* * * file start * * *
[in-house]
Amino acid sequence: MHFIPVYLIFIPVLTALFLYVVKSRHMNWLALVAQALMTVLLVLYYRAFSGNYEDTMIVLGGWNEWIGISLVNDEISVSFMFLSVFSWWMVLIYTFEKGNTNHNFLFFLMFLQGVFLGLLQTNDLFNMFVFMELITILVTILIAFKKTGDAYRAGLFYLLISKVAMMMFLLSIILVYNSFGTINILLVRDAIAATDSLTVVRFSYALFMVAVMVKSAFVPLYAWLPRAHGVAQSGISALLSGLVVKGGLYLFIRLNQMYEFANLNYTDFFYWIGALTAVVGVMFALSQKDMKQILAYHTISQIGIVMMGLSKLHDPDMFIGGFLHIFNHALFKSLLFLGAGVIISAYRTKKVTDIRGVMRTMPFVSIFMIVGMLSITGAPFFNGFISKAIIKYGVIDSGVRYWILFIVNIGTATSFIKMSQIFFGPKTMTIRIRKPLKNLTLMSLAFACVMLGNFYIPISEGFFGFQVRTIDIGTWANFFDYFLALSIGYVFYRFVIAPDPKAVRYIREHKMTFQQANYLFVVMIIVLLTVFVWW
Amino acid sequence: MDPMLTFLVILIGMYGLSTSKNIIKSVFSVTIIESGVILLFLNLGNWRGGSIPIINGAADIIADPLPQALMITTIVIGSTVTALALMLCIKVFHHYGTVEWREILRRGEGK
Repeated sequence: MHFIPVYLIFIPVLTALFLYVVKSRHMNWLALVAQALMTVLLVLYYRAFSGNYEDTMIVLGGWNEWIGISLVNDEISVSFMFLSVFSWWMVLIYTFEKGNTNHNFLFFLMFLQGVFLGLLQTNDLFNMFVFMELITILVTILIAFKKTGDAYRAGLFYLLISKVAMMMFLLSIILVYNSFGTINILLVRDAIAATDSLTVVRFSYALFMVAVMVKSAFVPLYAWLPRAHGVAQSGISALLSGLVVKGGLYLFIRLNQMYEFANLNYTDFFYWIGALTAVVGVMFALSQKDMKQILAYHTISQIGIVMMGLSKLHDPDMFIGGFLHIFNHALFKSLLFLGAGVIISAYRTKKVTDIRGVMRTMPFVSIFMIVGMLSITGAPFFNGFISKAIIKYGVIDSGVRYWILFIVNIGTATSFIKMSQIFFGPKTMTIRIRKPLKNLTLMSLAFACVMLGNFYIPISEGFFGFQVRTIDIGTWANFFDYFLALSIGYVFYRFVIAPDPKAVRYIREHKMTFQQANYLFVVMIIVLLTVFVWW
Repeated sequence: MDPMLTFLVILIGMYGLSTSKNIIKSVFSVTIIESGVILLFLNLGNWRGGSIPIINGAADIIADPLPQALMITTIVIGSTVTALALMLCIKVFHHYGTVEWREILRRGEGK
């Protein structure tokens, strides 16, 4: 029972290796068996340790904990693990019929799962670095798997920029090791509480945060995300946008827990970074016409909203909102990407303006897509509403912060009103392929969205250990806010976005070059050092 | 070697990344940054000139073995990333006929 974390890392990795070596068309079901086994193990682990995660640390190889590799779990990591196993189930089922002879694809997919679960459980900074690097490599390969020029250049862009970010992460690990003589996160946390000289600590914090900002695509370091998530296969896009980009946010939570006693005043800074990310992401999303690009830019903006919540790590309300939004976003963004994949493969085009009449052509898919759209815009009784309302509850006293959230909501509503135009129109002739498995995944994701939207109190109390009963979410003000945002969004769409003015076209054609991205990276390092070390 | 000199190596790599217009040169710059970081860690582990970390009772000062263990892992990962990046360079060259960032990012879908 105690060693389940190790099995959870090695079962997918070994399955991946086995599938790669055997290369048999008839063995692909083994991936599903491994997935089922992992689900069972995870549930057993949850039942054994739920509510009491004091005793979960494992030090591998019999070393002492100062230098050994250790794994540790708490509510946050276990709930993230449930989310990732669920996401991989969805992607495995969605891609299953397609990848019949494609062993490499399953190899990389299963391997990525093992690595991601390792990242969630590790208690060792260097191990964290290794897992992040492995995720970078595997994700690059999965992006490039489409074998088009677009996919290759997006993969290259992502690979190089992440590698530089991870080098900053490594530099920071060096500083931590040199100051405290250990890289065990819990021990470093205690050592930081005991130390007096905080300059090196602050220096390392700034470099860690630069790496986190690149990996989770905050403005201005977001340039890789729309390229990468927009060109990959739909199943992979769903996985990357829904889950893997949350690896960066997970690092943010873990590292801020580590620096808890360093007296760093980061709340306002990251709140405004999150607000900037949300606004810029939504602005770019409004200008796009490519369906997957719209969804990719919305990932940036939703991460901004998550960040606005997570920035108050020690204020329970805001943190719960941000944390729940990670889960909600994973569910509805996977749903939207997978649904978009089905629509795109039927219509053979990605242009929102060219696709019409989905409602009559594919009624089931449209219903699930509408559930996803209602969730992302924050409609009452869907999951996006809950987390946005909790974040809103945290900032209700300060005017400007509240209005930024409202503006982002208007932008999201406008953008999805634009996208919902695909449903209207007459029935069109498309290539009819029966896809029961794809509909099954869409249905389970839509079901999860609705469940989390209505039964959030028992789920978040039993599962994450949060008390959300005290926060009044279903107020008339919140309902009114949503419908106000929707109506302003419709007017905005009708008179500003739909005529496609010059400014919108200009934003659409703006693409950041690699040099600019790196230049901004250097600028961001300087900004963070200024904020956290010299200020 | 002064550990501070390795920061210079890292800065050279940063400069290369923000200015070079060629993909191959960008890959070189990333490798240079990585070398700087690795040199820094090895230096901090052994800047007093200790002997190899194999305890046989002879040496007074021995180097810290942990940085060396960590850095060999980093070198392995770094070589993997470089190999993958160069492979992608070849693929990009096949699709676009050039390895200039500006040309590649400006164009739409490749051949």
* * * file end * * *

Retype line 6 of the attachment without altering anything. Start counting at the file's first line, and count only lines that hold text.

């Protein structure tokens, strides 16, 4: 029972290796068996340790904990693990019929799962670095798997920029090791509480945060995300946008827990970074016409909203909102990407303006897509509403912060009103392929969205250990806010976005070059050092 | 070697990344940054000139073995990333006929 974390890392990795070596068309079901086994193990682990995660640390190889590799779990990591196993189930089922002879694809997919679960459980900074690097490599390969020029250049862009970010992460690990003589996160946390000289600590914090900002695509370091998530296969896009980009946010939570006693005043800074990310992401999303690009830019903006919540790590309300939004976003963004994949493969085009009449052509898919759209815009009784309302509850006293959230909501509503135009129109002739498995995944994701939207109190109390009963979410003000945002969004769409003015076209054609991205990276390092070390 | 000199190596790599217009040169710059970081860690582990970390009772000062263990892992990962990046360079060259960032990012879908 105690060693389940190790099995959870090695079962997918070994399955991946086995599938790669055997290369048999008839063995692909083994991936599903491994997935089922992992689900069972995870549930057993949850039942054994739920509510009491004091005793979960494992030090591998019999070393002492100062230098050994250790794994540790708490509510946050276990709930993230449930989310990732669920996401991989969805992607495995969605891609299953397609990848019949494609062993490499399953190899990389299963391997990525093992690595991601390792990242969630590790208690060792260097191990964290290794897992992040492995995720970078595997994700690059999965992006490039489409074998088009677009996919290759997006993969290259992502690979190089992440590698530089991870080098900053490594530099920071060096500083931590040199100051405290250990890289065990819990021990470093205690050592930081005991130390007096905080300059090196602050220096390392700034470099860690630069790496986190690149990996989770905050403005201005977001340039890789729309390229990468927009060109990959739909199943992979769903996985990357829904889950893997949350690896960066997970690092943010873990590292801020580590620096808890360093007296760093980061709340306002990251709140405004999150607000900037949300606004810029939504602005770019409004200008796009490519369906997957719209969804990719919305990932940036939703991460901004998550960040606005997570920035108050020690204020329970805001943190719960941000944390729940990670889960909600994973569910509805996977749903939207997978649904978009089905629509795109039927219509053979990605242009929102060219696709019409989905409602009559594919009624089931449209219903699930509408559930996803209602969730992302924050409609009452869907999951996006809950987390946005909790974040809103945290900032209700300060005017400007509240209005930024409202503006982002208007932008999201406008953008999805634009996208919902695909449903209207007459029935069109498309290539009819029966896809029961794809509909099954869409249905389970839509079901999860609705469940989390209505039964959030028992789920978040039993599962994450949060008390959300005290926060009044279903107020008339919140309902009114949503419908106000929707109506302003419709007017905005009708008179500003739909005529496609010059400014919108200009934003659409703006693409950041690699040099600019790196230049901004250097600028961001300087900004963070200024904020956290010299200020 | 002064550990501070390795920061210079890292800065050279940063400069290369923000200015070079060629993909191959960008890959070189990333490798240079990585070398700087690795040199820094090895230096901090052994800047007093200790002997190899194999305890046989002879040496007074021995180097810290942990940085060396960590850095060999980093070198392995770094070589993997470089190999993958160069492979992608070849693929990009096949699709676009050039390895200039500006040309590649400006164009739409490749051949």